Okay, let me first of all put you straight on a notion that I was once stupid enough to hold. You might think that being allocated a single room in hospital, i.e. a room to yourself, is good news. In most cases, it’s really not.
I remember being wheeled on a stretcher to my first single room. ‘Never mind love. At least you’ve got a single’ said a kindly porter. Oh yes, I thought, how lucky. Privacy. No snorers. No other patient listening in on my so-called private conversations with my consultant. All true. All good. But completely offset by the following. Unless you are very, very lucky, there are generally only two reasons why you might be given a single room in the NHS today.
1) You are deemed to be officially just too irritating for other patients to bear. You can of course take advantage of this premise. Find yourself in a mixed ward with a snorer on one side and an incessant talker on the other, then by all means have a go ….pretend you’re a nutter for a couple of days and you might just get moved (or sectioned). But singing Kylie on a loop for 48 hours or taking off all your clothes every time a nurse comes in, can be a bit debillitating in itself. And the staff aren’t daft. Anyway watch out for the other patients if you decide to take this path. We’re an unforgiving lot what with our confined space and bad food. I once found myself in a single room opposite another single room whose occupant had such issues. At first I was sympathetic to his shouts of Help every 3 seconds. When it continued remorselessly for 24 hours, I was less sympathetic and raging at the system that had put someone with drastic mental health issues in a room next to me. When ‘Help’ turned into racist taunts of the staff, smearing his excrement on the food trolley, and throwing furniture into my room once a day, I lost all sympathy and am ashamed to admit I spent the days that followed planning a detailed operation to pass on my superbug by spitting into his water jug. (Didn’t actually carry that one out).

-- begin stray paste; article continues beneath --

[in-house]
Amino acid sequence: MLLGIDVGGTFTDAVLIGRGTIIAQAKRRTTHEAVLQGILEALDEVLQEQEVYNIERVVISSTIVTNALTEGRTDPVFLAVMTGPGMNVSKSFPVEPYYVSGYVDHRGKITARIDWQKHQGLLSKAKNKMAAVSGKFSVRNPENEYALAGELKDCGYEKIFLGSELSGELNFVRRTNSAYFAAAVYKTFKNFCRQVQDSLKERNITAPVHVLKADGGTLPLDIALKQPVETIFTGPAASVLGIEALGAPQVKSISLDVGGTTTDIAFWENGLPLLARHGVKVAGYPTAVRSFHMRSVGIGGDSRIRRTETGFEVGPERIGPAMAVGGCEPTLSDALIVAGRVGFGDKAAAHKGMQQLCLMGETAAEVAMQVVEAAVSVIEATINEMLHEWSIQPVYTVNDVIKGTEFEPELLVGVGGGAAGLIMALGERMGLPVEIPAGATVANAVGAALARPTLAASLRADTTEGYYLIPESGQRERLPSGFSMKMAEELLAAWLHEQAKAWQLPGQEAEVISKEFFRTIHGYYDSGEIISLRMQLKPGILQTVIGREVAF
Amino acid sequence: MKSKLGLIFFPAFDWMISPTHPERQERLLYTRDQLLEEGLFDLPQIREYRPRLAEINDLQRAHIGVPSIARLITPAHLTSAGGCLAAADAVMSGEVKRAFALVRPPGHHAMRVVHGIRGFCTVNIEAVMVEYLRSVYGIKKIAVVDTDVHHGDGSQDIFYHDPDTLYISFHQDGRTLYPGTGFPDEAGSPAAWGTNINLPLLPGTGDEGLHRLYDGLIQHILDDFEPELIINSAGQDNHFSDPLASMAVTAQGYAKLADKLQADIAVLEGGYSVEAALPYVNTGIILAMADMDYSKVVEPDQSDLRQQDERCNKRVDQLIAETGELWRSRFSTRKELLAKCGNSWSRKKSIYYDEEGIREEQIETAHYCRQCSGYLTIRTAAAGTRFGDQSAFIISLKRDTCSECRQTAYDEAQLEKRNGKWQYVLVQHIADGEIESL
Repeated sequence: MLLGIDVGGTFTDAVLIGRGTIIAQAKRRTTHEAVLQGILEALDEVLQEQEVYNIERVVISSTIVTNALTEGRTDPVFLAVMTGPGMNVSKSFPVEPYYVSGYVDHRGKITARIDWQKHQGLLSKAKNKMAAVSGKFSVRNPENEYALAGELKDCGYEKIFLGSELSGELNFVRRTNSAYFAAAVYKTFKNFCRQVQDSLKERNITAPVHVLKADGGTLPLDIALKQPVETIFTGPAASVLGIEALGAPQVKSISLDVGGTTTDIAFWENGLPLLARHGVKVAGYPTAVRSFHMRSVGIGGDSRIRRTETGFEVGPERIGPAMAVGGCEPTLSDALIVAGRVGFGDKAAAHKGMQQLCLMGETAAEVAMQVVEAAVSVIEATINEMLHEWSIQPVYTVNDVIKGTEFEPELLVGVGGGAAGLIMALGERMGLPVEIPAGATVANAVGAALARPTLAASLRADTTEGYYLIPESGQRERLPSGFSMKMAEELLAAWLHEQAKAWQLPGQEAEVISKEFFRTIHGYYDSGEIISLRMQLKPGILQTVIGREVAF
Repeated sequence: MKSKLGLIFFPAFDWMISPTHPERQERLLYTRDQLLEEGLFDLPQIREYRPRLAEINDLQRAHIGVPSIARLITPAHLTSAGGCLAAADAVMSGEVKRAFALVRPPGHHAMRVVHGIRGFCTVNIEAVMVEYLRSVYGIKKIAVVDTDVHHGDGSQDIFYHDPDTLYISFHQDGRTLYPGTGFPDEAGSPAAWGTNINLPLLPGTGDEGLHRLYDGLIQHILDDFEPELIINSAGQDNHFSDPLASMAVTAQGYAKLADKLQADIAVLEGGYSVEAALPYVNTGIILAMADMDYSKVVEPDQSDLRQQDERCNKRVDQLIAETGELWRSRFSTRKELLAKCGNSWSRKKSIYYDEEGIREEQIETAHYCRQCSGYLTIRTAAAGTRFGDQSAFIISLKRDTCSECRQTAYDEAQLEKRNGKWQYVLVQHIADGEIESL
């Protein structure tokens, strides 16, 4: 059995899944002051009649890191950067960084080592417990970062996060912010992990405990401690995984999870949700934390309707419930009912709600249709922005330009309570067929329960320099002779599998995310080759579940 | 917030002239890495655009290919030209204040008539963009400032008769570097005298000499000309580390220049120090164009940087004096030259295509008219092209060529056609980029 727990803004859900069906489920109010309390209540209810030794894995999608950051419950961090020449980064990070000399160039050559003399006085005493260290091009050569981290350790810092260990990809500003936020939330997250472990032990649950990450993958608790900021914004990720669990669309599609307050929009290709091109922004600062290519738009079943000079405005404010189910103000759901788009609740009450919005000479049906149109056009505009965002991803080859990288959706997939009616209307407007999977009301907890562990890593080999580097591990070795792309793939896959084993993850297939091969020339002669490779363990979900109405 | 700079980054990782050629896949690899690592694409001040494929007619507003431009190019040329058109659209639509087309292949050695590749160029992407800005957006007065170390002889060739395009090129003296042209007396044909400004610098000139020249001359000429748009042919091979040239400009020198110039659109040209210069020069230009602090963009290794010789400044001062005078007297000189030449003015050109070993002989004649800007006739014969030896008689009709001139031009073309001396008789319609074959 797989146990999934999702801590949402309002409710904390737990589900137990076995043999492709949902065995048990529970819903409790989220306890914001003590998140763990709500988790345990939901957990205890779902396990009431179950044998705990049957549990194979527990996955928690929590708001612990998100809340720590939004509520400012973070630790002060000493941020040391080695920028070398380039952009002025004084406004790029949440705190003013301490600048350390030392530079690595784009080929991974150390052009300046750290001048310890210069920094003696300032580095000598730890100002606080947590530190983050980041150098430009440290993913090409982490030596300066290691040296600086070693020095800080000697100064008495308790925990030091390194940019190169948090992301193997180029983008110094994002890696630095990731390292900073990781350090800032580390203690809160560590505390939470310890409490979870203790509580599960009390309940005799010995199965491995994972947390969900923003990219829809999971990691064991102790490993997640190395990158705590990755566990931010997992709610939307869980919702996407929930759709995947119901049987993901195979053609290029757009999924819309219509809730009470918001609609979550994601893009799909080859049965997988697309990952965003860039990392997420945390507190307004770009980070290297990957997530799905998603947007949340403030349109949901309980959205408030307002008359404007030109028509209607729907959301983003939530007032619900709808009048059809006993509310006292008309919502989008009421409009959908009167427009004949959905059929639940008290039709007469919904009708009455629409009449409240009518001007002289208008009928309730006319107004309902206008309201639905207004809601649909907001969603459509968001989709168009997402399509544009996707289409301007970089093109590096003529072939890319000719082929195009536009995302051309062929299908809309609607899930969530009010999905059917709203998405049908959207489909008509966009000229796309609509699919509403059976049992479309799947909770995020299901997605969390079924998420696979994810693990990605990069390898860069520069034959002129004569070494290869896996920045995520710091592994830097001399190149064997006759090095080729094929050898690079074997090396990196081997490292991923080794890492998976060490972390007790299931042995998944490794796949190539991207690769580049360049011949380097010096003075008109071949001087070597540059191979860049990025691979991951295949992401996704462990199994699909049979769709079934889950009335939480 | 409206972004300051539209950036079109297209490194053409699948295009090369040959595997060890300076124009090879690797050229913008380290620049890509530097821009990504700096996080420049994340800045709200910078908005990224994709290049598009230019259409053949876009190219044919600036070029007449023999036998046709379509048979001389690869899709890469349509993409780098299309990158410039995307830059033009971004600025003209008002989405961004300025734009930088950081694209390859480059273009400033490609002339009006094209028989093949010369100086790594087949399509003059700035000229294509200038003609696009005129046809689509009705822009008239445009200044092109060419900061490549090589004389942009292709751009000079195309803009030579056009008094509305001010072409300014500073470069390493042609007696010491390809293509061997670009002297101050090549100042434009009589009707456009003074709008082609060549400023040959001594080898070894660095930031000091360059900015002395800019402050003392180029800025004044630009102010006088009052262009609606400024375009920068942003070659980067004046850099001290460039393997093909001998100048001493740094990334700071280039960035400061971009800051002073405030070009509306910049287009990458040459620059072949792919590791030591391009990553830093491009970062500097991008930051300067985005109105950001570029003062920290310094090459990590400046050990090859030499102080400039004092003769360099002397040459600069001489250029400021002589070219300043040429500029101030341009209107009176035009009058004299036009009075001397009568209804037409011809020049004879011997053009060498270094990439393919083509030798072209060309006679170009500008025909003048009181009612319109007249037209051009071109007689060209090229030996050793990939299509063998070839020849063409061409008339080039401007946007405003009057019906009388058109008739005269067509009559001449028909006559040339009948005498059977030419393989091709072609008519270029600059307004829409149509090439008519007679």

2) Single room in hospital equals superbug. Most commonly MRSA or C Difficile (which I had). OK so you might be vomiting for England but hey, at least you can do it in peace. And you get to amuse yourself by watching the various means the staff come in and out of your room. First we have what I call the Stormtrooper approach. Masked, hooded, gloved – is there a nurse in there? You watch the major dressing up operation just outside your door and wonder if you’ve actually got leprosy rather than a vomiting bug. Then we have the Indiana Jones types. Minimum apparel, a quick push on the handgel, and then before you have chance to say MRSA, somehow Indy has got across the room, retrieved your full bed pan and got it outside with barely any surfaces touched and nothing more than a whipcrack of the plastic gloves. And then sadly we still very occasionally get the parliamentary candidate approach. Press the flesh as much as possible without thinking of the consequences and then sally forth into the next ward, without so much of a glance at the handgel, to press yet more flesh. In my years in the NHS I thankfully see fewer of these types but they’re not extinct quite yet.
I’ve always felt quite isolated and vulnerable in a single room. The reason you’re in hospital in the first place is because you’re pretty poorly and you need some attention. In a single room, unless you’re in intensive care, you will spend large swathes of the day alone, trying not to be a needy type and pressing the call bell too much. If you’re on a ward with other people at least you can grab a nurse as she walks past, have a bit of conversation with the other beds, listen in to everyone else’s ward round consultation. And the staff glance at you when they walk past, a quick check to make sure you’re ok. I once spent three weeks in a single room. I’d got into the habit at night of shutting the door so I could ignore my mad neighbour and sleep. Then they let me home for a night during which I had several seizures, fell out of bed and had to be blue lighted back to hospital. My husband was there in the room with me. Had I been on the ward in my single room, I’m not sure anyone would have found me until the next morning.
So when you’re sat on your bed, desperate for some privacy, irritated by the woman in the next door bed, fed up of sharing a loo …just be careful what you wish for. A single room in hospital isn’t always worth a supplement.